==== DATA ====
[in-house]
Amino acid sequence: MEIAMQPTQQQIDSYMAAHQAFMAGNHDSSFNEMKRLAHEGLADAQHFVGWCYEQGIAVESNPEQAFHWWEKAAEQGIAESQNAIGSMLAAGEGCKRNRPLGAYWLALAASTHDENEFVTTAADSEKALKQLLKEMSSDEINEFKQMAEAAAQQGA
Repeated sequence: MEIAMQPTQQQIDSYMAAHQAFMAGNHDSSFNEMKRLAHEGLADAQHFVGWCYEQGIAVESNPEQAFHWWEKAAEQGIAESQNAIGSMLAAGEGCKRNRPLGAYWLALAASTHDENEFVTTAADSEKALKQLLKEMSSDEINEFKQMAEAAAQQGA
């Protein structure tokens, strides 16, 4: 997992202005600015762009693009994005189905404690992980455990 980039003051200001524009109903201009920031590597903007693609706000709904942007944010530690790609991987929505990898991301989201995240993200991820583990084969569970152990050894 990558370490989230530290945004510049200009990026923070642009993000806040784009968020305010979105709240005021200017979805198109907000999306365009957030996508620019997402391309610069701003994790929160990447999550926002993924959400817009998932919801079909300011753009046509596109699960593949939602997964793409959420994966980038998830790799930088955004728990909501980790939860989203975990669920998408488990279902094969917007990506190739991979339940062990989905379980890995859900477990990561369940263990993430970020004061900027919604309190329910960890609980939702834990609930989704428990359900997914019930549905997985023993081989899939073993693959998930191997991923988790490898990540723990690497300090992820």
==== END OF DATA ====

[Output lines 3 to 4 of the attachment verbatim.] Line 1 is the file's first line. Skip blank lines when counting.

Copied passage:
Repeated sequence: MEIAMQPTQQQIDSYMAAHQAFMAGNHDSSFNEMKRLAHEGLADAQHFVGWCYEQGIAVESNPEQAFHWWEKAAEQGIAESQNAIGSMLAAGEGCKRNRPLGAYWLALAASTHDENEFVTTAADSEKALKQLLKEMSSDEINEFKQMAEAAAQQGA
């Protein structure tokens, strides 16, 4: 997992202005600015762009693009994005189905404690992980455990 980039003051200001524009109903201009920031590597903007693609706000709904942007944010530690790609991987929505990898991301989201995240993200991820583990084969569970152990050894 990558370490989230530290945004510049200009990026923070642009993000806040784009968020305010979105709240005021200017979805198109907000999306365009957030996508620019997402391309610069701003994790929160990447999550926002993924959400817009998932919801079909300011753009046509596109699960593949939602997964793409959420994966980038998830790799930088955004728990909501980790939860989203975990669920998408488990279902094969917007990506190739991979339940062990989905379980890995859900477990990561369940263990993430970020004061900027919604309190329910960890609980939702834990609930989704428990359900997914019930549905997985023993081989899939073993693959998930191997991923988790490898990540723990690497300090992820």